Journal Article

A numerical simulation of a wind/molecular clump interaction

A. C. Raga, J. Cantó, S. Curiel and S. Taylor

in Monthly Notices of the Royal Astronomical Society

Published on behalf of The Royal Astronomical Society

Volume 295, issue 4, pages 738-742
Published in print April 1998 | ISSN: 0035-8711
Published online April 1998 | e-ISSN: 1365-2966 | DOI: http://dx.doi.org/10.1046/j.1365-8711.1998.01188.x
A numerical simulation of a wind/molecular clump interaction

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Abstract

It has been pointed out in the past that it is impossible to accelerate molecular material to velocities ≥ 25 km s−1 with gasdynamic shocks without dissociating the gas. Because of this, it has been argued that observations of molecular emission with radial velocities ∼ 20–100 km s−1 imply the presence of ‘C-shocks’ (which have much lower post-shock temperatures, and therefore do not dissociate the gas) and the existence of strong (∼ 10–100 μG) magnetic fields.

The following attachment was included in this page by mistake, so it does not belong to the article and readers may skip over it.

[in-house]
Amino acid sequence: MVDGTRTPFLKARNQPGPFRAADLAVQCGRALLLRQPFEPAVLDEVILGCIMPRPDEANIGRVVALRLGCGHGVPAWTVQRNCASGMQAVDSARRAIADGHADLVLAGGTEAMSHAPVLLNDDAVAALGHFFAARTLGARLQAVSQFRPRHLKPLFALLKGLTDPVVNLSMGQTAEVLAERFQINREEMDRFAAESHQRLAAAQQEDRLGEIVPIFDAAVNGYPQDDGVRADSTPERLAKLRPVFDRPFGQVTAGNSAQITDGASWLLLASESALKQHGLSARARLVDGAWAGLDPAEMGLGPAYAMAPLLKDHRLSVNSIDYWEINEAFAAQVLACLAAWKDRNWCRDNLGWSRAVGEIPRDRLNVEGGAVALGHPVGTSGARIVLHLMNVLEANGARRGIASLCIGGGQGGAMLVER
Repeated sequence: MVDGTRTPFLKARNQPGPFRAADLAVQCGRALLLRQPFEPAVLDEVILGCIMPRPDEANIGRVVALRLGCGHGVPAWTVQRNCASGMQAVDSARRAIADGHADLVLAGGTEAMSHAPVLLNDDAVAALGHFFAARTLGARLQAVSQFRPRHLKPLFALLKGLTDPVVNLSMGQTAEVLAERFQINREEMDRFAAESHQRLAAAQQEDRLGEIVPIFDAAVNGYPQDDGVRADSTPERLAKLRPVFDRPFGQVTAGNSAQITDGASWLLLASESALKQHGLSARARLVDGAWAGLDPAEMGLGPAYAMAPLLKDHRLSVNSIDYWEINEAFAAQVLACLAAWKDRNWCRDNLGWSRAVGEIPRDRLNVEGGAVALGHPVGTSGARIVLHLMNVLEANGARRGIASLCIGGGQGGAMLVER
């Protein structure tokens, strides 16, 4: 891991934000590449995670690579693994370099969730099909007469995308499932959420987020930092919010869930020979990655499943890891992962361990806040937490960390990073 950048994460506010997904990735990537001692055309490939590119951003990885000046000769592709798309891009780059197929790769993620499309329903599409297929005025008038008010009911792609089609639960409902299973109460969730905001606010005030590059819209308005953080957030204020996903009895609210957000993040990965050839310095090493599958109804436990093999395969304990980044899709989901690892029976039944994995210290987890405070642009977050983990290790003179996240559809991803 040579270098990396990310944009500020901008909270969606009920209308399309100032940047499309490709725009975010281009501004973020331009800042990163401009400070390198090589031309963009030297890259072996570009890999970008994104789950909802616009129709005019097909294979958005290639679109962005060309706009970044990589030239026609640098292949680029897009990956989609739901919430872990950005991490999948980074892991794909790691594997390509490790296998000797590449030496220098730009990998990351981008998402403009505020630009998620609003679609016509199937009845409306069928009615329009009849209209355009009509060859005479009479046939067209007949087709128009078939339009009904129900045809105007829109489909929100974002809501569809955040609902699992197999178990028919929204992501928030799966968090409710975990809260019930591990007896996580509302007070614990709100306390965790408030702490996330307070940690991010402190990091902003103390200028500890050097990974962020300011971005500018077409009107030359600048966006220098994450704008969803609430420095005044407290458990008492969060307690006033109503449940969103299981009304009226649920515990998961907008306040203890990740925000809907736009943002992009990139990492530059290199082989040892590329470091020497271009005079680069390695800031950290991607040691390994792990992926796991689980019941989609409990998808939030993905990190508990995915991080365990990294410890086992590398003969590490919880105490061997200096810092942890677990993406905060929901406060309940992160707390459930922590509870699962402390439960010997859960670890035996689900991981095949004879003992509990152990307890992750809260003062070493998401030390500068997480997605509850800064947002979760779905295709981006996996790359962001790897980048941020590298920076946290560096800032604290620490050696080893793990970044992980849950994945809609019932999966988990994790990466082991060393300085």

In this paper, we discuss an alternative mechanism for accelerating molecular material to high velocities: a high-velocity, low-density wind drives a non-dissociative shock (with shock velocity vcs ≤ 25 km s−1) into a high-density, molecular clump. Once this shock wave has gone through the clump, the molecular material is moving at a velocity ∼ vcs and has a gas pressure approximately equal to the ram pressure of the impinging wind. The compressed molecular clump can now be accelerated directly by the ram pressure of the wind (without the passage of further shocks through the molecular material), and will eventually move at the wind velocity.

This mechanism has been previously invoked to explain high-velocity molecular emission. However, numerical simulations have shown that a wind/clump interaction leads to the fragmentation of the clump before it can be accelerated to large velocities. In our numerical simulation (which includes an approximate treatment of the relevant microphysics) we find that the fragments that are produced are still largely molecular, and that they are rapidly accelerated to velocities comparable to the wind velocity. We therefore conclude that a wind/molecular clump interaction is indeed a valid mechanism for producing high-velocity molecular features.

Keywords: hydrodynamics; shock waves; stars: formation; stars: mass-loss

Journal Article.  0 words. 

Subjects: Astronomy and Astrophysics

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